“People over the age of 70 and a half can donate up to $100,000 directly from the IRA to charity and avoid paying income tax on distributions. This is known as qualified charitable distribution. This is limited to IRAs and is subject to other exclusions and considerations.”
If you’re old enough to pay the minimum required distribution, you can avoid paying taxes by donating that money to a worthy cause. Exclude RMD from calculation This will determine whether you have IRMAA obligations.
So if you have a generous heart, combine it with a wise one and donate to charity in ways that help lower your taxes and avoid IRMAA.
6. Explore Medicare Low Income Grants
The following tips won’t affect whether you pay for IRMAA, but they can help reduce the amount that goes toward your Medicare premium.
Some Medicare beneficiaries are covered by the government’s Extra Help program to help pay premiums, annual deductibles, and copays related to prescription drugs.
The Social Security Administration estimates that each beneficiary of this assistance will save about $5,300 annually.
You must have limited resources and income to qualify. Find out if you’re eligible on the SSA website.
7. Deduct your Medicare premiums from your taxes if you qualify
Medicare premiums are deductible on your tax return if both of the following apply:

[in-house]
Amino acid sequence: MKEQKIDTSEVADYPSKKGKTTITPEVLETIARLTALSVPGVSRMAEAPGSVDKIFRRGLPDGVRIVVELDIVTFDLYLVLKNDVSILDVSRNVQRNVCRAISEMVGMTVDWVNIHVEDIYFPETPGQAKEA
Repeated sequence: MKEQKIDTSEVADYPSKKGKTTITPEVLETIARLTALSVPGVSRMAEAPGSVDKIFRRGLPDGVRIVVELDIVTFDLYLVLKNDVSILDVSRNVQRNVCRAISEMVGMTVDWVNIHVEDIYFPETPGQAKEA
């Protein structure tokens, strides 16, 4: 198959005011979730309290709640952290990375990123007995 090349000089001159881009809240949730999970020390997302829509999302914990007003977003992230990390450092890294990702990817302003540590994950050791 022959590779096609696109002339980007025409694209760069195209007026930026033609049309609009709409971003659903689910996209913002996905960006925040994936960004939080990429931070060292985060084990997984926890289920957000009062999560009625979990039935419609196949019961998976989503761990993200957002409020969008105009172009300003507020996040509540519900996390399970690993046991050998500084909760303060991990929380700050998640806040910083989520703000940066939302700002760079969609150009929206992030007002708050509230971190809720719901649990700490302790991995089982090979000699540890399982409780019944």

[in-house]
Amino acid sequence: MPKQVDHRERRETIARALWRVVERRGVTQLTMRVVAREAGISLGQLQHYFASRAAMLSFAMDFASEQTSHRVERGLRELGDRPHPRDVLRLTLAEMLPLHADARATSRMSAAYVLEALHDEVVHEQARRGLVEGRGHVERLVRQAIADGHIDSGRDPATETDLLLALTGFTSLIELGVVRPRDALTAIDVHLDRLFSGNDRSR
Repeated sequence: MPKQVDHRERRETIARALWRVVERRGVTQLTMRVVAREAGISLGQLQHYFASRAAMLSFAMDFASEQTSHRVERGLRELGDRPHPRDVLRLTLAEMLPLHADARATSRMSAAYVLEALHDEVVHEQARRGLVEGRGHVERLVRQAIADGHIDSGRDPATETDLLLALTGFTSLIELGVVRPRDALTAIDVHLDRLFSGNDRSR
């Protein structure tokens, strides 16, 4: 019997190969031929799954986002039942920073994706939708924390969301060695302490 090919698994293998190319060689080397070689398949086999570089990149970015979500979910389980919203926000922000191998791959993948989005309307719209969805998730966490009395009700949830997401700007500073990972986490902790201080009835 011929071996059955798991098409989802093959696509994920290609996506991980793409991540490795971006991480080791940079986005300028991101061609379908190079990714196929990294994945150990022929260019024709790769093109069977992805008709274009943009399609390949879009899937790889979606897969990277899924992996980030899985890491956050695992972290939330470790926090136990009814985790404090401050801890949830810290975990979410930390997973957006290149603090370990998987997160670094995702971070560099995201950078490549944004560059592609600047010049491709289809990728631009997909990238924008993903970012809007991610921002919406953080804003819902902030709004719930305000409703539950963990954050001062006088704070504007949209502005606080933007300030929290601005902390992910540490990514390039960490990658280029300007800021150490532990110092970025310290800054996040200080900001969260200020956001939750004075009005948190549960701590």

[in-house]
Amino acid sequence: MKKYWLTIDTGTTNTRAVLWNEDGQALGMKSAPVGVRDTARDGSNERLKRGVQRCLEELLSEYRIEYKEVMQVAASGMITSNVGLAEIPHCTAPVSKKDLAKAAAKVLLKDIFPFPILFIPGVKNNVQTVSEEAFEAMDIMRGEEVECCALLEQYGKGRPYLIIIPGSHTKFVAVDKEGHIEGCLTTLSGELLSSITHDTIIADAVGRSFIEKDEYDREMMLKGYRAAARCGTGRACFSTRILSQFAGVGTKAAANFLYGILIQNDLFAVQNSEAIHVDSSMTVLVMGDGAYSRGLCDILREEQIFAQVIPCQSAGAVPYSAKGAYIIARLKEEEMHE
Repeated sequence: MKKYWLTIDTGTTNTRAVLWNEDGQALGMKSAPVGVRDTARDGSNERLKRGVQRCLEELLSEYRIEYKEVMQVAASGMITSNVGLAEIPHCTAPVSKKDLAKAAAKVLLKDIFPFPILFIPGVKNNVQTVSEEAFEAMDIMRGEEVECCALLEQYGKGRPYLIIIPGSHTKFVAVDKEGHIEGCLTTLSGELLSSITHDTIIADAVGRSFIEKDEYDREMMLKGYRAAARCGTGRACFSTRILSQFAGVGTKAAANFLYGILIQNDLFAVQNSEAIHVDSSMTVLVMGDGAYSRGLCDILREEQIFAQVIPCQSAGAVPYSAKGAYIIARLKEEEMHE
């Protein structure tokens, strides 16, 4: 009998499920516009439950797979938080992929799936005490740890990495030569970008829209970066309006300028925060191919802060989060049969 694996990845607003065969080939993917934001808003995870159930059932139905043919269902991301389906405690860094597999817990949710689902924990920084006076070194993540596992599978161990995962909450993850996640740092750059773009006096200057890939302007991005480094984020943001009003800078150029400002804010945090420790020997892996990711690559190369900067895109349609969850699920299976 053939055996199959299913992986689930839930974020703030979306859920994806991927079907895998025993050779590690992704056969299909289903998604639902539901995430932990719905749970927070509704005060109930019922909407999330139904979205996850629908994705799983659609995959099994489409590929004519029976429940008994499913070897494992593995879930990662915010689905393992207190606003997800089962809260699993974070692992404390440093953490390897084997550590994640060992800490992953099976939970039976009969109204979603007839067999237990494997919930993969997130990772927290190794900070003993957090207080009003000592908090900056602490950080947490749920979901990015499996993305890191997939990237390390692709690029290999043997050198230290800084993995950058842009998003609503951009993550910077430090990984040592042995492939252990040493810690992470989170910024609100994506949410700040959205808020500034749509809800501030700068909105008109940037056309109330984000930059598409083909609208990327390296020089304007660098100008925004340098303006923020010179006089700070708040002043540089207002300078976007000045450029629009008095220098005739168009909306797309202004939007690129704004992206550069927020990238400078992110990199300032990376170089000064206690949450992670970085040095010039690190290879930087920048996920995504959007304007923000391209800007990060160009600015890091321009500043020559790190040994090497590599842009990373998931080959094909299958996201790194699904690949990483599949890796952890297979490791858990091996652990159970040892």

- Itemize the deductions on your tax return.
- Subject to medical expense deduction. This allows him to deduct a portion of eligible medical expenses in excess of 7.5% of adjusted gross income.
You can also deduct other costs, such as deductibles and copayments. Dental, hearing, and vision costs not covered by insurance. medical equipment, etc.
National Tax Agency Publication 502, Medical and Dental Expensesto help define eligible expenses.
Another option if you have self-employed income Medicare premium deduction It should be listed as an expense on Schedule C.
8. Pay your Medicare premiums with HSA
None of the items on this list may prevent you from paying IRMAA. In that case, you may have to accept the pain of paying higher Medicare premiums.
However, if you’re still working, there’s one last way to alleviate the pain of IRMAA having to pay in the future.
Some financially savvy people spend their years of service donating to Health Savings Accounts (HSAs). People who are really on edge invest their money in the stock market. With any luck, they retire with accounts worth hundreds of thousands of dollars.
There is good news for those who think so. The federal government HSA pays many Medicare-related costsincluding premiums.
Withdrawing money from your HSA to pay your Medicare premiums will consume less cash than paying your premiums using a traditional IRA or 401(k) withdrawal.
why? Because the money comes out of the HSA tax-free. On the other hand, you must pay taxes on each withdrawal from a traditional IRA or 401(k).
Using tax-free HSA withdrawals to pay your Medicare premiums can save you significant money over time.